I suspect that I am typical of most Christians in that I don’t think about the church budget more than once or twice a year. After all, shouldn’t we just turn all that “money” stuff over to the church leadership? And since most pastoral training doesn’t involve finances (so says my uninformed view of pastoral training–I also assume they’re not taught how to plunge toilets or change a fuse, both of which are also critical skills, especially in smaller churches), shouldn’t the church leadership just find someone in the church who knows about business and money and put them in charge of all that stuff?
The answer to all those questions is, according to Jamie Dunlop’s recent book Budgeting for a Healthy Church: aligning Finances with Biblical Priorities for Ministry, complicated. At least, it’s complicated in one sense. In another sense the answer to those questions is simple: Christians ought to obey the Bible when it comes to church finances.
But this obedience is multifaceted, and the purpose of this book is to walk through the broad strokes of this multifaceted answer, while providing some helpful tools and guidelines along the way.This means at the very least attempted to have the right motivations in budgeting and in giving. Specifically, ti means remembering that our primary attitude towards the church budget, whether we’re in positions of leadership or are thinking as members of the congregation, ought to be one of faithfulness. Our primary goal should be obedience to the commands of Scripture that reflect the grace of God in the Gospel. That means specifically when referring to the church budget, building a healthy congregation. Programs, outreach, and any other number of good things can be considered, but if we’re not starting with the goal of living faithful lives as a body focused on glorifying God, then we’ve already failed regardless of whether the bottom line is black or red.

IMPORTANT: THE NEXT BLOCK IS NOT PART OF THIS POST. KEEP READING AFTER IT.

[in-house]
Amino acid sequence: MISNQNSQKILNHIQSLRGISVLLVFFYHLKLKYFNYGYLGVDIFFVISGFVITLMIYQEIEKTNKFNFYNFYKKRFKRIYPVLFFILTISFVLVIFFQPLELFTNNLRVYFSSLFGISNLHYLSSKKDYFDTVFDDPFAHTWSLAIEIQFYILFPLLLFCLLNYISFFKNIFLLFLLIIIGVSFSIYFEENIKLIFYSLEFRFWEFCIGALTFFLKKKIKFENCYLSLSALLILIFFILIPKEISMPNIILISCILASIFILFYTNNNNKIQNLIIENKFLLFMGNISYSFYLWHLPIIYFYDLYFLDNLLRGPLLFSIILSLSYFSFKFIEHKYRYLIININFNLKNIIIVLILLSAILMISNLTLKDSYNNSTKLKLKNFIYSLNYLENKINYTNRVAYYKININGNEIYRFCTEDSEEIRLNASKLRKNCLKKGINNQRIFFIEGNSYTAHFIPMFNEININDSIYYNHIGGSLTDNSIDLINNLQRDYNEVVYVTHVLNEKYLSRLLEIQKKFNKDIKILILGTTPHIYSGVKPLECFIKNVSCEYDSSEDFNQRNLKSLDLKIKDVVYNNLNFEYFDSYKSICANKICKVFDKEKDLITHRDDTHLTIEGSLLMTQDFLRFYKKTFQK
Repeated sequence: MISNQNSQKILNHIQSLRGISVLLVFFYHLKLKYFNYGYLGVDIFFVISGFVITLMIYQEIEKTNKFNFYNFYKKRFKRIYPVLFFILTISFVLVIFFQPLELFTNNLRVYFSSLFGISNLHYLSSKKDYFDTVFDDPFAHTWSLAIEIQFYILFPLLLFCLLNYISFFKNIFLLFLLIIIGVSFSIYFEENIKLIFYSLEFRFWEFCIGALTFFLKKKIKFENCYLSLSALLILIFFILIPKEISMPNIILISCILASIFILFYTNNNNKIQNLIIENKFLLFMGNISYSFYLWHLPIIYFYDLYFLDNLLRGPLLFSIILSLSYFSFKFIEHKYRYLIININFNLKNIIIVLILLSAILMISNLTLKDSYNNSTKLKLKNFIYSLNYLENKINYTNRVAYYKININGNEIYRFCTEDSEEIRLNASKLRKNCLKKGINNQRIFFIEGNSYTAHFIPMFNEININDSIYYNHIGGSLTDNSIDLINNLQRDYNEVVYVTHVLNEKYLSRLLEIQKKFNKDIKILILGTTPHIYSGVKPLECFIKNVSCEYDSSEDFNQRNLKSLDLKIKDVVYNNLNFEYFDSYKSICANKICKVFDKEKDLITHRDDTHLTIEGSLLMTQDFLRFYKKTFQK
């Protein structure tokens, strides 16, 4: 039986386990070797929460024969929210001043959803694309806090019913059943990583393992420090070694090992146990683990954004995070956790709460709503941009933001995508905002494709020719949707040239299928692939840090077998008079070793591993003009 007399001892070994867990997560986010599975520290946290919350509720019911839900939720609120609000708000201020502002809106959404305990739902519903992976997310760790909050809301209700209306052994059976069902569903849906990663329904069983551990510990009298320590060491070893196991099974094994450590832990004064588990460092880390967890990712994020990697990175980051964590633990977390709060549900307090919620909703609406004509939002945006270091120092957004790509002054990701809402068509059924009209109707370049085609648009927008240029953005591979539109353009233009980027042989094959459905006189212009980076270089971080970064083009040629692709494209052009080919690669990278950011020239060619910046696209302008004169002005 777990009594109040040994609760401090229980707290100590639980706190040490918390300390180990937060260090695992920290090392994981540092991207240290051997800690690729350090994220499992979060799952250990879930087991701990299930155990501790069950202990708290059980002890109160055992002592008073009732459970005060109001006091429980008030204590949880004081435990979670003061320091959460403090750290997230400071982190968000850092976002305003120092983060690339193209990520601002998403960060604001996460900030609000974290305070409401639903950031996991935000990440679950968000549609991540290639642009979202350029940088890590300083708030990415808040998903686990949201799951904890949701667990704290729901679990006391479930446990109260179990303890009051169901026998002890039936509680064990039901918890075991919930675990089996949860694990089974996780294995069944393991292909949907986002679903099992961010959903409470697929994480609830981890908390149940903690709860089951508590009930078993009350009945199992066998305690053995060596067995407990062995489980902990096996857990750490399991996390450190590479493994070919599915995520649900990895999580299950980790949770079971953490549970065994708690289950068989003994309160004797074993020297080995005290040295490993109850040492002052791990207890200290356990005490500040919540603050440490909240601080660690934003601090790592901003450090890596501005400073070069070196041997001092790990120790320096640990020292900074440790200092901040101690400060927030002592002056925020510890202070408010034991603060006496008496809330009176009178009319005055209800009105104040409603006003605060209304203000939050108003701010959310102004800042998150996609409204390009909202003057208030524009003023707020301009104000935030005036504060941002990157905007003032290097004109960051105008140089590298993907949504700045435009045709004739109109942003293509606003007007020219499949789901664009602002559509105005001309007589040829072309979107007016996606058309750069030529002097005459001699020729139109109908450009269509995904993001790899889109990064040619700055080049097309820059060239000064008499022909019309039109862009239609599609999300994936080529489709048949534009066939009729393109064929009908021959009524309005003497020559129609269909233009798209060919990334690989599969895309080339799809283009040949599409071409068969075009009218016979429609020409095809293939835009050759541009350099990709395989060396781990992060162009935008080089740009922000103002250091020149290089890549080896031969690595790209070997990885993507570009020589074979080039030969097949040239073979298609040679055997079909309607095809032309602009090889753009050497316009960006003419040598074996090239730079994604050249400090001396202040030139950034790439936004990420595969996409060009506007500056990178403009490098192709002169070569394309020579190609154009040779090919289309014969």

From that foundation, we can then move towards outlining the role of leaders, the kinds of expenses we ought to be pursuing, and exploring available tools to help us with actually constructing or reviewing a budget.
In one sense, this isn’t a book for everyone. It’s probably most important that church leaders pick it up and read it. But in another sense, the principles here are ones that all Christians should have a least a loose hold on. At the end of the day it is the congregation that both shapes the budget and will be held accountable for its use. So it is on us to be sure that we’re thinking well about the financial life of the church. And Budgeting for a Healthy Church is a great place to start.